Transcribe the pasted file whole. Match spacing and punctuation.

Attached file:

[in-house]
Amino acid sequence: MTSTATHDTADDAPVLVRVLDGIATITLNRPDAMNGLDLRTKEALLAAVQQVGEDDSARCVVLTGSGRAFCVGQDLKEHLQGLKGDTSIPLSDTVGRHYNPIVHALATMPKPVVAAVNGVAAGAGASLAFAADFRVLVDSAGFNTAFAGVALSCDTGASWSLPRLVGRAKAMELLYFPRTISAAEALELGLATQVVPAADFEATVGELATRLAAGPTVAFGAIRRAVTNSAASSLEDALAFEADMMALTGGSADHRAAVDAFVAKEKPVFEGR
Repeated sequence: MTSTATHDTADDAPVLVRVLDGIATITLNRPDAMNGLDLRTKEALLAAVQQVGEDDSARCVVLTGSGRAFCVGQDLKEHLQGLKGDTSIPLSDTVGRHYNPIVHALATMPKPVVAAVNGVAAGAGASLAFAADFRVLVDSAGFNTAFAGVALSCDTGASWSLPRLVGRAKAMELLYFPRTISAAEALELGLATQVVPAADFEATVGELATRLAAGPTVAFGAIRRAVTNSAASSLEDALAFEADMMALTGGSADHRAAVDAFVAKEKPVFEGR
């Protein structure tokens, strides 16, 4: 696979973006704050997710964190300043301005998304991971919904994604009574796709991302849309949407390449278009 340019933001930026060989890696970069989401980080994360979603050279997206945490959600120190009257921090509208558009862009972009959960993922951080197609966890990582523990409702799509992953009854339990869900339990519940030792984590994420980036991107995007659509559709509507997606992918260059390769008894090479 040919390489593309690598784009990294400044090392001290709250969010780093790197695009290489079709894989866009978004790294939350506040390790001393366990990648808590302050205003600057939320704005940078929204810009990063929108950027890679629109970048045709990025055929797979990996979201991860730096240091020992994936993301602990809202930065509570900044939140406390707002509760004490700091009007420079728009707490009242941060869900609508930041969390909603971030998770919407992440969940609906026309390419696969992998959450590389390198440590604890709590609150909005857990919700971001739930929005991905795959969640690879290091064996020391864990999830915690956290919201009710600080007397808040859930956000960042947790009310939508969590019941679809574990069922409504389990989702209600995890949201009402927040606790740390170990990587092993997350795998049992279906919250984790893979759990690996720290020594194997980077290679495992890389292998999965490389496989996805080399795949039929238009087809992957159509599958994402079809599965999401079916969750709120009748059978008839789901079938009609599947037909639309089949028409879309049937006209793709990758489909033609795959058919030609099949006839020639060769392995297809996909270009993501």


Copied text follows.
[in-house]
Amino acid sequence: MTSTATHDTADDAPVLVRVLDGIATITLNRPDAMNGLDLRTKEALLAAVQQVGEDDSARCVVLTGSGRAFCVGQDLKEHLQGLKGDTSIPLSDTVGRHYNPIVHALATMPKPVVAAVNGVAAGAGASLAFAADFRVLVDSAGFNTAFAGVALSCDTGASWSLPRLVGRAKAMELLYFPRTISAAEALELGLATQVVPAADFEATVGELATRLAAGPTVAFGAIRRAVTNSAASSLEDALAFEADMMALTGGSADHRAAVDAFVAKEKPVFEGR
Repeated sequence: MTSTATHDTADDAPVLVRVLDGIATITLNRPDAMNGLDLRTKEALLAAVQQVGEDDSARCVVLTGSGRAFCVGQDLKEHLQGLKGDTSIPLSDTVGRHYNPIVHALATMPKPVVAAVNGVAAGAGASLAFAADFRVLVDSAGFNTAFAGVALSCDTGASWSLPRLVGRAKAMELLYFPRTISAAEALELGLATQVVPAADFEATVGELATRLAAGPTVAFGAIRRAVTNSAASSLEDALAFEADMMALTGGSADHRAAVDAFVAKEKPVFEGR
């Protein structure tokens, strides 16, 4: 696979973006704050997710964190300043301005998304991971919904994604009574796709991302849309949407390449278009 340019933001930026060989890696970069989401980080994360979603050279997206945490959600120190009257921090509208558009862009972009959960993922951080197609966890990582523990409702799509992953009854339990869900339990519940030792984590994420980036991107995007659509559709509507997606992918260059390769008894090479 040919390489593309690598784009990294400044090392001290709250969010780093790197695009290489079709894989866009978004790294939350506040390790001393366990990648808590302050205003600057939320704005940078929204810009990063929108950027890679629109970048045709990025055929797979990996979201991860730096240091020992994936993301602990809202930065509570900044939140406390707002509760004490700091009007420079728009707490009242941060869900609508930041969390909603971030998770919407992440969940609906026309390419696969992998959450590389390198440590604890709590609150909005857990919700971001739930929005991905795959969640690879290091064996020391864990999830915690956290919201009710600080007397808040859930956000960042947790009310939508969590019941679809574990069922409504389990989702209600995890949201009402927040606790740390170990990587092993997350795998049992279906919250984790893979759990690996720290020594194997980077290679495992890389292998999965490389496989996805080399795949039929238009087809992957159509599958994402079809599965999401079916969750709120009748059978008839789901079938009609599947037909639309089949028409879309049937006209793709990758489909033609795959058919030609099949006839020639060769392995297809996909270009993501």